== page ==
Calcium citrate insolubilization drives the fouling of falling film evaporators during the concentration of hydrochloric acid whey.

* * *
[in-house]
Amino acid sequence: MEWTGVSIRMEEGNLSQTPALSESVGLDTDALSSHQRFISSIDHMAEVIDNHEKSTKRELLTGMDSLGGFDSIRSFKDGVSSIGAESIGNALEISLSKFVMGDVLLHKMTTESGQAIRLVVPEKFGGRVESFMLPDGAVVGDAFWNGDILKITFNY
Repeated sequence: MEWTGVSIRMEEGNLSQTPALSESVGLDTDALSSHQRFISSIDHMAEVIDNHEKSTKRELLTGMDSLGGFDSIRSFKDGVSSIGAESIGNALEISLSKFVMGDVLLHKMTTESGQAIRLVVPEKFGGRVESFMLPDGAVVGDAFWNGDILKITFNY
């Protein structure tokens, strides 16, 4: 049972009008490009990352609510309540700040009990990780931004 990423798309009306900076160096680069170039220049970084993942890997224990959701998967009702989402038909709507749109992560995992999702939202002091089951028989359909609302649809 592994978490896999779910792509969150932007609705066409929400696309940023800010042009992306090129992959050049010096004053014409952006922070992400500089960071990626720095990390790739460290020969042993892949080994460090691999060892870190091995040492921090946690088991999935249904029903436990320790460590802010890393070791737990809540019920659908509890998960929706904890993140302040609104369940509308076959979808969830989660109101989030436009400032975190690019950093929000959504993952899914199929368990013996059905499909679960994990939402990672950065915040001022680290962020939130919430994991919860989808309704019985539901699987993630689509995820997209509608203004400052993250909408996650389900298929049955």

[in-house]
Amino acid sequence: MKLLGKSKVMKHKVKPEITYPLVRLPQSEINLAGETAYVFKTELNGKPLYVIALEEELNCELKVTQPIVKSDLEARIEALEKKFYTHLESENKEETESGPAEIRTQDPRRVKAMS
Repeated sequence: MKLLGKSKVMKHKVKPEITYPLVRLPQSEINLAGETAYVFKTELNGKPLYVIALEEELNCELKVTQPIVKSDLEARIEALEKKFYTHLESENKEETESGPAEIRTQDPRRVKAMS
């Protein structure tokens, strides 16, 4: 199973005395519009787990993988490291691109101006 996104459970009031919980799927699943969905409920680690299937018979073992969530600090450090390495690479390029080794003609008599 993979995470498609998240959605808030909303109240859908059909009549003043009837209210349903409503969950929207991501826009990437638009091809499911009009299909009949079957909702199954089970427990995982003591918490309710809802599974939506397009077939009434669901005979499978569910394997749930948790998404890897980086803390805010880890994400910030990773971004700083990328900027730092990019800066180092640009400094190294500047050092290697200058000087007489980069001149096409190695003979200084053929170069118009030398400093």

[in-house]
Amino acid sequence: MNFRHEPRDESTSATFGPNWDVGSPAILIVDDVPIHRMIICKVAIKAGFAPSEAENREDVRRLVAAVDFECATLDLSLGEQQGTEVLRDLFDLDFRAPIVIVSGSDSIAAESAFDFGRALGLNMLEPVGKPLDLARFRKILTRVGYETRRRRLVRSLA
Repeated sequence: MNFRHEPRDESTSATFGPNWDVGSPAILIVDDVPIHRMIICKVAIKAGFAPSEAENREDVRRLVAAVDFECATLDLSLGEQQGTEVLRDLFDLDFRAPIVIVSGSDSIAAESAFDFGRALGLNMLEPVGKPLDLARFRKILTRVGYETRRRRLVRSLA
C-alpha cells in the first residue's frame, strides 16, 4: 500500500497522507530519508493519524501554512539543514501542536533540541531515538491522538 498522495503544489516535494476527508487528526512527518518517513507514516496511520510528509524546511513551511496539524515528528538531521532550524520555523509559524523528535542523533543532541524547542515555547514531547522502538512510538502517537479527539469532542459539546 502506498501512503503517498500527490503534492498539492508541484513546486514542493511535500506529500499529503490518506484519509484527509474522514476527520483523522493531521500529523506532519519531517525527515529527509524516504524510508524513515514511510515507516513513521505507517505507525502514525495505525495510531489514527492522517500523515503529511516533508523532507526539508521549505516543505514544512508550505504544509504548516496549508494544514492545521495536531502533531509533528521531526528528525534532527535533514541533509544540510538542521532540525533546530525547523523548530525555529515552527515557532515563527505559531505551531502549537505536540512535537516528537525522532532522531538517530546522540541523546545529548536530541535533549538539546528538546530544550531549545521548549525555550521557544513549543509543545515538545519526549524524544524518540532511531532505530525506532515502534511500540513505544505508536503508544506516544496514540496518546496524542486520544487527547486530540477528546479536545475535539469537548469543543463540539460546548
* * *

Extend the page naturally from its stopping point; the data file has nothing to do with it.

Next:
When dairy powders are produced, the mineral fraction undergoes strong modifications during the vacuum concentration step, leading to the fouling of falling film evaporators. The objective of this study was to determine the nature of the deposits formed during the vacuum concentration of two fouling and highly mineralized products: hydrochloric acid whey and lactic acid whey. These products mainly differ in terms of their mineral composition: lactic acid whey contains a high level of lactic acid and traces of citrate, whereas hydrochloric acid whey contains citrate and no lactic acid. Concentrates at different concentration factors were produced using a pilot-scale falling film evaporator. The compositions of the fouling deposits as well as the precipitates present in the concentrates were deduced from the analytical determination of the composition of the concentrates and their respective diffusible phases. The behavior of the mineral fraction of both acid wheys during concentration was shown to be very different. In the case of hydrochloric acid whey, experimental results suggested a deposition of calcium and citrate ions in the evaporator as well as their precipitation in the highly concentrated products. On the contrary, neither mineral deposition nor precipitation occurred during the concentration of lactic acid whey. This study underlined the key role of citrate ions in the fouling of evaporators during the concentration of hydrochloric acid wheys.